Substitute teaching or getting a job as an aide- which is better?

Discussion in 'Job Seekers' started by Peachyness, Apr 8, 2008.

  1. Peachyness

    Peachyness Virtuoso

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    My hubsand says that it's career suicide if I try to get a job as an aide. The city where I want to live in do not really hire many teachers. In addition, with this wonderful budget cut and pink slips going on, I'm having a very hard time finding elementary school openings in my dream town. So..... I got a call today from a school nearby my dream town. It's for a para-educator position in a special ed classroom.

    Is this something I should pursue. Pay is pretty lousy and would make more subbing. But I do not like the idea of subbing. I tried it and it wasn't terrible, but I need consistency and routine.

    What do you guys think?
     
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  3. sub&mom

    sub&mom Companion

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    Apr 9, 2008

    I've stuggled with this many many times. I've subbed for 5 years, and I've been offered this position several times. I've always turned it down for various reasons...and last year from Spring Break to the end of the year I did a LTS postition as a special ed para and I was able to truly test the waters, and I HATED it!!! I really decided that it was the worst, least respected job in the school. And I felt it....

    They offered me the position full time, but when 3 days in I was looking at the calendar for just how many days there were to the end of the year...seeing if I could put up with it that long. It was easy to turn it down. Now my response to the offer is, "No thank you, I like to take that position in small doses!"
     
  4. jw13

    jw13 Groupie

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    I was an instructional aide before I got my first teaching position. That's how I got my interview. I was told that I should aide/sub in the districts I am applying to in order to be considered for a teaching position. Unfortunately, I am not in a position to go that route at this point.

    Is this a district you want to work in, or is it a job while you bide your time for another district? If you want work in this district, I would find out how often they hire from within. Most schools I am aware of generally hire from within, but I have heard of a few who keep their aides/subs in their positions. But, with the CA budget cuts I am sure they are going to see teachers in more aide positions and will look to these areas to fill in openings as they come along.
     
  5. smalltowngal

    smalltowngal Multitudinous

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    Apr 9, 2008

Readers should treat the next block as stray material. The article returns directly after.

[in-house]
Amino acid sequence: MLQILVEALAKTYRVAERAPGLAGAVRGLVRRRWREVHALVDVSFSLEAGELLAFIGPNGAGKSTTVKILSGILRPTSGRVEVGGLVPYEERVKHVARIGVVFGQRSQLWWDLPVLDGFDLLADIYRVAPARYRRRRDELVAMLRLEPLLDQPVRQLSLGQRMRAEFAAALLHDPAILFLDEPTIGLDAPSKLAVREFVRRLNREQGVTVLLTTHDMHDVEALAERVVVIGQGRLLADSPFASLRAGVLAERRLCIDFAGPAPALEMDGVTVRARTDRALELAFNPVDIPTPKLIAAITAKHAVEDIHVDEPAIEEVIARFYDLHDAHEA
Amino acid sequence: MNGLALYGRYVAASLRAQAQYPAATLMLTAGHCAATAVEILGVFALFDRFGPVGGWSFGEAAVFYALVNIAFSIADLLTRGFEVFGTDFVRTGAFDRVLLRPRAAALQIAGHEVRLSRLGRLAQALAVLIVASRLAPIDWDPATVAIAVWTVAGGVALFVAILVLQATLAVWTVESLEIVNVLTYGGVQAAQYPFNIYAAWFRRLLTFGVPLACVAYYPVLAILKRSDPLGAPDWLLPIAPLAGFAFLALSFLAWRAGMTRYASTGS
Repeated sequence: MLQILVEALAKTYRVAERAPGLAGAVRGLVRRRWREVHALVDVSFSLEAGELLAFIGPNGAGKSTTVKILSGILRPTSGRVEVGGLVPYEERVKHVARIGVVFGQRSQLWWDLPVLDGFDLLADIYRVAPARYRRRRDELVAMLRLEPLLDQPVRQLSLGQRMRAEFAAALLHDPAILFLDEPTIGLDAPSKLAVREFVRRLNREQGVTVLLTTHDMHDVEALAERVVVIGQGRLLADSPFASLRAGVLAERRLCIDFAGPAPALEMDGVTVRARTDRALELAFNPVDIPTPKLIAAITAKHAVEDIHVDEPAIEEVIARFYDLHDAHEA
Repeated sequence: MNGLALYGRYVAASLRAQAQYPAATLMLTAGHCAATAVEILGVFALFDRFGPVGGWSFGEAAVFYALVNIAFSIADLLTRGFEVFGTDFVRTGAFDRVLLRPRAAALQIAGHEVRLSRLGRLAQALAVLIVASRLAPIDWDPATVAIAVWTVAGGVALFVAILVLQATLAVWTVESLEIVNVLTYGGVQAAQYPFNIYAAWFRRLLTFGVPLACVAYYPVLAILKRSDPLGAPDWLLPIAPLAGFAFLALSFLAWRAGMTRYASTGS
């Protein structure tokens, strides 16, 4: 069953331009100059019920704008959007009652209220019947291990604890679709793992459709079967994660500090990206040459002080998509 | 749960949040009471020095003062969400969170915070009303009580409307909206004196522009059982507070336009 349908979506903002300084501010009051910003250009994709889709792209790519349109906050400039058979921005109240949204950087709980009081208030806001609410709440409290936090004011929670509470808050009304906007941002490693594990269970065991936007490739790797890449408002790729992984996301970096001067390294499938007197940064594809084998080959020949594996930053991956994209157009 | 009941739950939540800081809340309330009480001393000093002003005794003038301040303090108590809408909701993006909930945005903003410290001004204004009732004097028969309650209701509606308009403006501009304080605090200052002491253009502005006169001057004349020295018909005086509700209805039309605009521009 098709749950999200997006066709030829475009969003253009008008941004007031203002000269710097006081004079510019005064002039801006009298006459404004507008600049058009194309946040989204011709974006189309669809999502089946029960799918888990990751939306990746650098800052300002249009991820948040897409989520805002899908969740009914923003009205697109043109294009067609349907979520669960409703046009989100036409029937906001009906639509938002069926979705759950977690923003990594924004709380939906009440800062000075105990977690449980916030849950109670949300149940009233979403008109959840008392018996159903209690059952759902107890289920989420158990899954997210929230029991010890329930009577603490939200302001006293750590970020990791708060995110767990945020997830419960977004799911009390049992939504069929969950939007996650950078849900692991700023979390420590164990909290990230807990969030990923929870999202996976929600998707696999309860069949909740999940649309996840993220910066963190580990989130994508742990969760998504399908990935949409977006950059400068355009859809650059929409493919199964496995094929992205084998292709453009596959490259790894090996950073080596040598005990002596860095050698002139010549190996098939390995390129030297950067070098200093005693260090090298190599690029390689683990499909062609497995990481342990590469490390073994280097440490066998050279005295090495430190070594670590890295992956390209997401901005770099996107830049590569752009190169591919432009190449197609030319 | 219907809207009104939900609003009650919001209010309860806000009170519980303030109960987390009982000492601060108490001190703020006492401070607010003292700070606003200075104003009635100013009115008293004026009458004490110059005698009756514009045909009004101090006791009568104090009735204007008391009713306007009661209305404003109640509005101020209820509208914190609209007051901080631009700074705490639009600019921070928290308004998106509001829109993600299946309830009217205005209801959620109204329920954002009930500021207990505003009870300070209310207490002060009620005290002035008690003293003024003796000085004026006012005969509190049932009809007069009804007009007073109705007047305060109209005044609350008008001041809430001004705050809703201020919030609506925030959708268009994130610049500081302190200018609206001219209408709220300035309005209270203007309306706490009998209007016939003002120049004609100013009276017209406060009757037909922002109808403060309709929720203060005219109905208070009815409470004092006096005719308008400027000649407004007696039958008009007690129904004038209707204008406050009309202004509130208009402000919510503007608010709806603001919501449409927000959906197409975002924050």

I agree with sub&mom. I would go the subbing route if you don't get a full time position.
     
  6. Tutor

    Tutor Comrade

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    Apr 9, 2008

    I hated subbing. I'd take the para job.
     
  7. Lives4Math

    Lives4Math Comrade

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    Apr 9, 2008

    Like you can see from reading all of the above posts...It depends on you. Some like subbing, some hate it. Some like being a para, some hate it. I didn't mind subbing....it was money for me when I was out of college on breaks and was able to use that money for books or gas. I guess it really comes down to which do you prefer, and how bad do you need the money. If you need the money, then I'd say sub because you say there's more money in it. If you don't need the money, do what you'd be more comfortable or happy with.
     
  8. awaxler

    awaxler Comrade

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    Apr 9, 2008

    There are pros and cons to both...

    Subbing

    Pros...
    By substituting you get to know many schools and will know which one you would rather work at. You will get to know many administrators and teachers who can help you get a job either at their school or write recommendations and place phone calls to get you in at another school. You will also get to work with many different grade levels and therefore get to know which age group you like best.

    Just remember, if you are going this route you must think of everyday as a job interview...dress the part, be professional, and MAKE CONTACTS.

    Cons...

    Substituting is not teaching. Most teachers will leave some type of busy work for the students when they have a sub...or a movie. The reason is that the teacher doesn't usually know who the sub is going to be and it is quite difficult to leave extensive lesson plans for a sub.